Centennial's Gill, Glenelg's Gaertner achieve their goals without scoring a lot Players of the Year 1992 ALL-HOWARD COUNTY BOYS SOCCER TEAM

November 23, 1992|By Rick Belz | Rick Belz,Staff Writer

Statistics do not accurately measure what The Baltimore Sun's Howard County boys soccer co-Players of the Year accomplished for their teams.

Rehan Gill of Centennial and Dan Gaertner of Glenelg both performed a variety of sometimes subtle roles that led their teams to the state finals. Both were team leaders. Neither had a bad game all season.

For Gill, a senior striker who earned a reputation last season for his ability in the air, scoring on headers off of set plays, this season was a chance to prove himself as an all-around player.

Gill could score (five goals, two assists), but his main role was as a target player. Gill could hold, collect, turn and dish off the ball to teammates. He always took one or two defenders with him wherever he went, thus taking a lot of pressure off freshman striker Brian West.

"He was one of the better players I've ever had with the ability to play with his back to the goal," Eagles coach Bill Stara said.

Gill's most memorable goal came in Centennial's first game against Atholton. As the Raiders attempted to push forward, Gill intercepted a pass, slipping through three defenders and kicking in a high-bouncing ball from six yards out.

He also scored the game-winning goal against Whitman in a regular-season contest.

"Rehan was my best player," Stara said. "He did a yeoman job offensively and defensively."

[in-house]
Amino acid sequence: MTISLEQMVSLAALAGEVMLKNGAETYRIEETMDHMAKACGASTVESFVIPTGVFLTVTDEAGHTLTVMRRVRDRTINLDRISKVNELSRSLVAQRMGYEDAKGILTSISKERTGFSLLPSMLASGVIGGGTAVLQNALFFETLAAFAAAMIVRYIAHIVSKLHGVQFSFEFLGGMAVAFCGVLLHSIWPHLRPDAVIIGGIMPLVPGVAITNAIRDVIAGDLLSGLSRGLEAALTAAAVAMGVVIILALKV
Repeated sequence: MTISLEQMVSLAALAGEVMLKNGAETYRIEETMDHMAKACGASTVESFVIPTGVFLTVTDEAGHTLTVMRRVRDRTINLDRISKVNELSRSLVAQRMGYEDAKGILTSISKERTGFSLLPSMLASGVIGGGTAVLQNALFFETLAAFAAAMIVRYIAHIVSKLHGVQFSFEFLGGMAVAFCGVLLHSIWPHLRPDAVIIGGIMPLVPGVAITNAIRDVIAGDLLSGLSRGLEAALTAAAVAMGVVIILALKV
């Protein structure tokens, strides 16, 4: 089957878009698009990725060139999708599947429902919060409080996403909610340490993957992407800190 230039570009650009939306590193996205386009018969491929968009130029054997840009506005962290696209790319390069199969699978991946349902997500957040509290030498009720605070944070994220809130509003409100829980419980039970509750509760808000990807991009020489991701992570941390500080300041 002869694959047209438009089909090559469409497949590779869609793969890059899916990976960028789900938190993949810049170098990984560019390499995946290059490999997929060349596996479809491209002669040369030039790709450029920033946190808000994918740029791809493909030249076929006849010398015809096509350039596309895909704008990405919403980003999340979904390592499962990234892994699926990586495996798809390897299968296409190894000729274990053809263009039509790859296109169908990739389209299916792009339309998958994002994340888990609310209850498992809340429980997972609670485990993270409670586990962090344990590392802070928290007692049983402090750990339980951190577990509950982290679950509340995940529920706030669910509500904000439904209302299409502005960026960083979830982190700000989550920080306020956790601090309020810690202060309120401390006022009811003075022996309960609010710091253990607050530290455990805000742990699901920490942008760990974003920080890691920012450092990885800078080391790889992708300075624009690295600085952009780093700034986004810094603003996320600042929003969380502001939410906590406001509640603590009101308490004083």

Gill thinks he has come a long way as a player at Centennial.

"My first season as a sophomore I didn't learn much, but I grew up quickly as a junior and I think I was a leader this year," he said.

He said he prefers to play midfield so he can face the goal, but that he is adaptable.

Gaertner, a senior striker, was also Glenelg's most valuable player.

He always seemed to come through under pressure. He scored the game-winning goals against North Hagerstown and Liberty in the regional playoffs.

Formerly a midfielder, Gaertner excelled at creating dangerous situations, whether it was driving the wings and getting corner kicks, serving a teammate in an open space or getting fouled to set up free kicks.

"For some reason he got fouled a lot, and we scored off some of the resulting free kicks," Glenelg coach John Bouman said. "We also scored off corners he created."

One of Gaertner's strengths was his ability to keep possession of the ball. "He rarely gave it up," Bouman said.

He was also proficient at getting his defender off balance and then accelerating quickly past him.

Gaertner, who scored eight goals and had five assists, was a cool-headed, team-oriented player who also helped out on defense.

"He was a great role model," Bouman said. "He never talks down or fools around in practice. He's quiet but leads by example."

Gaertner attended Pallotti his freshman season, after spending the previous four years playing in England.

"Pro soccer is on TV all the time in England and you learn a lot just by watching them," Gaertner said. "Being in England definitely helped my soccer game."

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